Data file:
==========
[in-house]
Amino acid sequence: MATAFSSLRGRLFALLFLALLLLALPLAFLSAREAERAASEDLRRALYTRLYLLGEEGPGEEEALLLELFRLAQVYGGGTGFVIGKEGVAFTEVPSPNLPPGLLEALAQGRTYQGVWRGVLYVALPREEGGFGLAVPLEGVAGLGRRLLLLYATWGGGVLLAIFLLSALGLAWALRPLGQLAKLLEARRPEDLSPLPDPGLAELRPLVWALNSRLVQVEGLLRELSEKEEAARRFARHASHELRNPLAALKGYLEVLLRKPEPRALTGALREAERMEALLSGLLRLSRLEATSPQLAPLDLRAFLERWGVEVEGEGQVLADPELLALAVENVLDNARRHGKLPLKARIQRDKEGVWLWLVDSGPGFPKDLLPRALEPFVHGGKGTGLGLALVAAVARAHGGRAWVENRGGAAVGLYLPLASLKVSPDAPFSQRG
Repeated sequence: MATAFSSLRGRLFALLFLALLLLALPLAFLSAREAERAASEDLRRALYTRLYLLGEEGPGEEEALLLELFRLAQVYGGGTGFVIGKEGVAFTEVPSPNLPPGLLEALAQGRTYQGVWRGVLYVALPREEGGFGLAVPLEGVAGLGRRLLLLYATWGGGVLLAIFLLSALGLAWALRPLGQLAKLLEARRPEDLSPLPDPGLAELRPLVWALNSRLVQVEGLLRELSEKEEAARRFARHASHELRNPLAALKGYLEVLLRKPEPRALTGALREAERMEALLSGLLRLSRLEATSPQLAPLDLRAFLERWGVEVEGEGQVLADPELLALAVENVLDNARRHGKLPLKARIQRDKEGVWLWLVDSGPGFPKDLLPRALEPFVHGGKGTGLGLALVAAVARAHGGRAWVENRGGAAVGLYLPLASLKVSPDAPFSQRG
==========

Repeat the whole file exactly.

[in-house]
Amino acid sequence: MATAFSSLRGRLFALLFLALLLLALPLAFLSAREAERAASEDLRRALYTRLYLLGEEGPGEEEALLLELFRLAQVYGGGTGFVIGKEGVAFTEVPSPNLPPGLLEALAQGRTYQGVWRGVLYVALPREEGGFGLAVPLEGVAGLGRRLLLLYATWGGGVLLAIFLLSALGLAWALRPLGQLAKLLEARRPEDLSPLPDPGLAELRPLVWALNSRLVQVEGLLRELSEKEEAARRFARHASHELRNPLAALKGYLEVLLRKPEPRALTGALREAERMEALLSGLLRLSRLEATSPQLAPLDLRAFLERWGVEVEGEGQVLADPELLALAVENVLDNARRHGKLPLKARIQRDKEGVWLWLVDSGPGFPKDLLPRALEPFVHGGKGTGLGLALVAAVARAHGGRAWVENRGGAAVGLYLPLASLKVSPDAPFSQRG
Repeated sequence: MATAFSSLRGRLFALLFLALLLLALPLAFLSAREAERAASEDLRRALYTRLYLLGEEGPGEEEALLLELFRLAQVYGGGTGFVIGKEGVAFTEVPSPNLPPGLLEALAQGRTYQGVWRGVLYVALPREEGGFGLAVPLEGVAGLGRRLLLLYATWGGGVLLAIFLLSALGLAWALRPLGQLAKLLEARRPEDLSPLPDPGLAELRPLVWALNSRLVQVEGLLRELSEKEEAARRFARHASHELRNPLAALKGYLEVLLRKPEPRALTGALREAERMEALLSGLLRLSRLEATSPQLAPLDLRAFLERWGVEVEGEGQVLADPELLALAVENVLDNARRHGKLPLKARIQRDKEGVWLWLVDSGPGFPKDLLPRALEPFVHGGKGTGLGLALVAAVARAHGGRAWVENRGGAAVGLYLPLASLKVSPDAPFSQRG